Pilonidal cysts can be extremely painful, and often require surgery to fully heal. Unfortunately, even when surgery is performed and the cyst is fully removed, the recurrence rate is high. This is especially true for young men with excessive body hair. There are steps that can be taken to reduce the risk of recurrence, however.
What Causes Pilonidal Cysts To Develop?
Many pilonidal cysts are asymptomatic, meaning you will experience no symptoms from their development. In other cases, though, the cyst becomes inflamed and infected, causing considerable pain. For many, an infected cyst can be lanced and drained by an experienced doctor and the drainage site will heal quickly. Others experience numerous recurrences, and require ongoing treatment for the chronic disorder.
While the exact cause of pilonidal cyst development is often debated among medical professionals, they are more likely to occur and become infected in some people than in others. They are most common in young men who have large amounts of body hair, as well as in people who live in hotter climates. Those who wear tight clothing and people who sit for more than six hours a day are also at an increased risk. This means truck drivers, bicycle riders and other occupation and lifestyle choices may increase a person’s risk of developing symptoms of a pilonidal cyst. Finally, a lack of personal hygiene such as infrequent bathing and obesity may also play a role.
What Type Of Surgery Is Used To Treat Pilonidal Cysts?
While most doctors will initially try draining the cyst during an office visit and prescribe broad-spectrum antibiotics, surgery often becomes necessary to completely heal a pilonidal cyst. This surgery cuts around the area where the infection occurred, removing both the cyst and a small amount of surrounding tissue. It is usually performed in a hospital or surgery center, and often requires general anesthesia.
After surgery, some surgeons prefer to stitch the wound closed while others leave it open, allowing it to heal from the inside out. This decision may be made based on both the preference of the surgeon and your individual medical needs. Both types of surgery have both advantages and disadvantages.
If the wound is left open:
- It must be packed with gauze or other sterile dressing, and changed regularly
- It will have an extended healing time
- There is a lower risk of recurring infection
If the wound is closed:
- Healing time is greatly reduced
- Greater risk of infection
- Possibly increased likelihood of recurrence
Infection in the surgical wound is a very real risk after surgery, no matter if the incision is left open or closed. You will need to follow aftercare instructions carefully, and change the dressings regularly. Your doctor may have you come into the office the first few times to have a nurse assist you, or you may be left to manage the process on your own. Either way, it is important to watch for signs of infection and call the doctor immediately if you see any.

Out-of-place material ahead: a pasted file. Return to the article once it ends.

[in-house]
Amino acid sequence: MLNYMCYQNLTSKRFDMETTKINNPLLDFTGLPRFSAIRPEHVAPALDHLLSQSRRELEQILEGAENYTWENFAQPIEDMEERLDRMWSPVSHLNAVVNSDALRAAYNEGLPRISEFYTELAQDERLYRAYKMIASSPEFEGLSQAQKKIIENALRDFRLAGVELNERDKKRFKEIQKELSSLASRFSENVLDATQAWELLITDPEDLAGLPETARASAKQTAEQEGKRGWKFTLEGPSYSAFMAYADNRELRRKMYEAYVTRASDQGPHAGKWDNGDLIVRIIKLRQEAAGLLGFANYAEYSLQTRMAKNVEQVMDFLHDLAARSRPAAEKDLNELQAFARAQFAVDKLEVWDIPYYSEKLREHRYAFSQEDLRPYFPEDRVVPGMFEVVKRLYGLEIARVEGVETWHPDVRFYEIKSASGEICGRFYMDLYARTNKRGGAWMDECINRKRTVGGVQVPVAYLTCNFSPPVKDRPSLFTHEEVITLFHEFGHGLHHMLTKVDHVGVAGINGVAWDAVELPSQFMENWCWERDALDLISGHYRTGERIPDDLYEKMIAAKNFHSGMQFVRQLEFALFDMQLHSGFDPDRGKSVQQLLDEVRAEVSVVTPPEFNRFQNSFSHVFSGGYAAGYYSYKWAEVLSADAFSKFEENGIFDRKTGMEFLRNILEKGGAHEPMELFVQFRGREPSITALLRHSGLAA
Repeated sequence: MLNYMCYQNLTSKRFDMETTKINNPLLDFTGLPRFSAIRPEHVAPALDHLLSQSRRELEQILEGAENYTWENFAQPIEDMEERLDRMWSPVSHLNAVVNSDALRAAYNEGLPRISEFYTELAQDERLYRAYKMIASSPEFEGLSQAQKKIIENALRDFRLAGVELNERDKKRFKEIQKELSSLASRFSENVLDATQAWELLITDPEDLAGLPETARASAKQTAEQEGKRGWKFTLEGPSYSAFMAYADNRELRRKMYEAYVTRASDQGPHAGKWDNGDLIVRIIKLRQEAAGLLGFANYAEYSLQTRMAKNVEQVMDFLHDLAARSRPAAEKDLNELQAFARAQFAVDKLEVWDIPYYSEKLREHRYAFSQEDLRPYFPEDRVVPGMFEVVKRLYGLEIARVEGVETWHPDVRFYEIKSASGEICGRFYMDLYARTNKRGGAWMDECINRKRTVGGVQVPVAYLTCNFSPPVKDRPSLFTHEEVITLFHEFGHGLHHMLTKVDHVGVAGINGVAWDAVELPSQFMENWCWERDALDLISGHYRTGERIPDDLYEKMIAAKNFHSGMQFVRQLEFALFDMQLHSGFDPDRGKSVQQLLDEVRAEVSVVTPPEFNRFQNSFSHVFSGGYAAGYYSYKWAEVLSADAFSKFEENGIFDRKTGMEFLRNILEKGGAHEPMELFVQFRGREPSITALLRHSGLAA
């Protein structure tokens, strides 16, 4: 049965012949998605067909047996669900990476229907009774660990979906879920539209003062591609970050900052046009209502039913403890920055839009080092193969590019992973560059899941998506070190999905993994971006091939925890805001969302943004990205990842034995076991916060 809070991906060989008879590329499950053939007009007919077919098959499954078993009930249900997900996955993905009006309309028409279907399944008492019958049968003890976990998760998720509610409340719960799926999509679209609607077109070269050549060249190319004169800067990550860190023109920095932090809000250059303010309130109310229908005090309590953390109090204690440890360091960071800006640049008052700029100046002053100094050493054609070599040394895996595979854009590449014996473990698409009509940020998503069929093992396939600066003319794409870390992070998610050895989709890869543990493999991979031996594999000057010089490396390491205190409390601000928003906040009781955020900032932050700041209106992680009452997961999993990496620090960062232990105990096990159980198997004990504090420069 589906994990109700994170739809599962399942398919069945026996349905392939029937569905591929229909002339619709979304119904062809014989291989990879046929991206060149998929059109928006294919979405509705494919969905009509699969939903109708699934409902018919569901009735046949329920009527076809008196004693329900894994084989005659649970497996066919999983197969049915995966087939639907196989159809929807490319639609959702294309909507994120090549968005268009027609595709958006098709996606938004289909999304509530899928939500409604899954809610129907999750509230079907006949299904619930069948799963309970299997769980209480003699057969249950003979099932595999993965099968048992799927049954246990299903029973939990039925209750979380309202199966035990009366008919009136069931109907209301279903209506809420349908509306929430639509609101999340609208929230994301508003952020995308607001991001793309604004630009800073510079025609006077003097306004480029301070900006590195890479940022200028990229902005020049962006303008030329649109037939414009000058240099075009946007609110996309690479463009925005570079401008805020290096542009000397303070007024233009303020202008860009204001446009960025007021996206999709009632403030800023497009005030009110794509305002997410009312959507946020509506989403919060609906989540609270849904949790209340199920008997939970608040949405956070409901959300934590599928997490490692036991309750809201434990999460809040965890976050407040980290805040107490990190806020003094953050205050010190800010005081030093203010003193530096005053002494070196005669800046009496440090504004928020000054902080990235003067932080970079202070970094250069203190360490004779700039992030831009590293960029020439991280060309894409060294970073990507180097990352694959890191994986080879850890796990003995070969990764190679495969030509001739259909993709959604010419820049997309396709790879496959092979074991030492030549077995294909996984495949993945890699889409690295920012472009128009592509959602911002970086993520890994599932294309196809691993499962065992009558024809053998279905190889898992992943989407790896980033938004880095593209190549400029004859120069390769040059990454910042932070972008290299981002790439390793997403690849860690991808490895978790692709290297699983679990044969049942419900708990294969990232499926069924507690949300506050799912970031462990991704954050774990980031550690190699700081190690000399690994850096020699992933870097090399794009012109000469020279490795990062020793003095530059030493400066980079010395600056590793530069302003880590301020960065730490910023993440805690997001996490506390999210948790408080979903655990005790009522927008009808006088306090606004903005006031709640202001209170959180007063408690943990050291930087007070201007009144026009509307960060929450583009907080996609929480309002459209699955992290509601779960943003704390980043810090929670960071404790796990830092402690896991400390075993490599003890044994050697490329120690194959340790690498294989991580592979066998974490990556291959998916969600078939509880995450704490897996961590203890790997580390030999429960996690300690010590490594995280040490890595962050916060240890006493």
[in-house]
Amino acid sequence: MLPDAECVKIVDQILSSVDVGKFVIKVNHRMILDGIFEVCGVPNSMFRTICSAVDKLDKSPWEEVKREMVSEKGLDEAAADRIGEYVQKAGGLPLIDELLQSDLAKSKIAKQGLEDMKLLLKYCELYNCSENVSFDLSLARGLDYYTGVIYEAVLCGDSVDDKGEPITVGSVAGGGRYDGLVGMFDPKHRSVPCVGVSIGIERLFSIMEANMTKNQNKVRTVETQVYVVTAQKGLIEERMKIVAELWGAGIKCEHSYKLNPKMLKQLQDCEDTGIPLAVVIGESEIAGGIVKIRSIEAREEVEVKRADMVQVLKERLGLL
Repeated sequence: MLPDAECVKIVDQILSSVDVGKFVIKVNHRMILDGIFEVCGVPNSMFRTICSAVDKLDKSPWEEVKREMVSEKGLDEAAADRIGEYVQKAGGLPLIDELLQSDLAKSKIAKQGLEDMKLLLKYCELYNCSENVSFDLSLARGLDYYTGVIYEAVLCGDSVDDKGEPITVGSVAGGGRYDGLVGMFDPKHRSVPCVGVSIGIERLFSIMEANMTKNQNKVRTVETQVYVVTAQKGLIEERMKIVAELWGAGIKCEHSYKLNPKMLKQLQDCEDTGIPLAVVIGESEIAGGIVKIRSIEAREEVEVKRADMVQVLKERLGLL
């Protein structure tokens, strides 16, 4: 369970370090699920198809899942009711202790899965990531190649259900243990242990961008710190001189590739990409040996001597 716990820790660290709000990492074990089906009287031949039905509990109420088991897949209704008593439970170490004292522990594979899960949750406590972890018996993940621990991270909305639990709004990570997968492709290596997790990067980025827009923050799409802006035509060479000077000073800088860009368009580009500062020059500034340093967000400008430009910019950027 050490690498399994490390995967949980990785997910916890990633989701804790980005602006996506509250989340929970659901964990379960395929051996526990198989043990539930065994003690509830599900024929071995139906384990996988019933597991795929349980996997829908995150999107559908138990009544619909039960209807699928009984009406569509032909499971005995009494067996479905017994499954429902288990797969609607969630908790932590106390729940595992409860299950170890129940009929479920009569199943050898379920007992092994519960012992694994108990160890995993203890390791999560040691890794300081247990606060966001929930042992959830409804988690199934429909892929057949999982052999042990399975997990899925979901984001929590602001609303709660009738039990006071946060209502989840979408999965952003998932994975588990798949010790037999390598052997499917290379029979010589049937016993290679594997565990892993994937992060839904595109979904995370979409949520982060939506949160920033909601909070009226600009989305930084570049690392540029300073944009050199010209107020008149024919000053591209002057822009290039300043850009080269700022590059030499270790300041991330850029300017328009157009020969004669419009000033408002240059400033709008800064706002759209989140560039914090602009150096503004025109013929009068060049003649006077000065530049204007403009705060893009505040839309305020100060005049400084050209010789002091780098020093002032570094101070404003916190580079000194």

How Likely Is It That The Pilonidal Cyst Will Recur?
The recurrence rate of a pilonidal cyst depends on a number of factors, including how the original cyst was treated and the depth of follow up treatments. Some studies have found that as many as half of all cysts recur and become a chronic problem.
Some pilonidal cyst recurrences happen almost immediately after surgery. Working with an experienced Los Angeles proctologist who regularly works with pilonidal cysts can help detect this.
When a recurrence occurs six or more months after surgery for the initial pilonidal cyst, this is a true recurrence. The cyst has redeveloped, perhaps even in a new area. This is caused by the same conditions that led to the first infection, and may require another surgical procedure.
Are There Ways To Reduce My Risk Of Recurrence?
Infected cysts in the anal region have been occurring for centuries, but it wasn’t until 1880 that they were named pilonidal cysts. The word “pilonidal” comes from the Latin words for “hair” and “nest.” Knowing this, it should come as no surprise to you that much of the preventative measures necessary to keep the cysts from recurring center around keeping coarse body hair from growing into the skin.
Some researchers, doctors and other experts believe that shaving the area around the cyst regularly can reduce the risk of recurrence. If your doctor recommends shaving the area, it is best to follow the instruction you are given or to ask about alternative hair removal methods.
Some studies have shown that laser hair removal in the area where the cyst was removed is highly effective. This is because laser methods of hair removal reduces the number of hairs, as well as reduces the coarse nature of individual hair.
It is important to also wash the area daily with soap and water, being careful to ensure all of the soap has been removed. The area should be allowed to dry completely before getting dressed. Exercising regularly, reducing the amount of time spent sitting and other lifestyle changes may also be recommended.
With attention to hygiene, your chances of a complete recovery are bettered. Your doctor will be able to instruct you in the post-operative care of the excision site.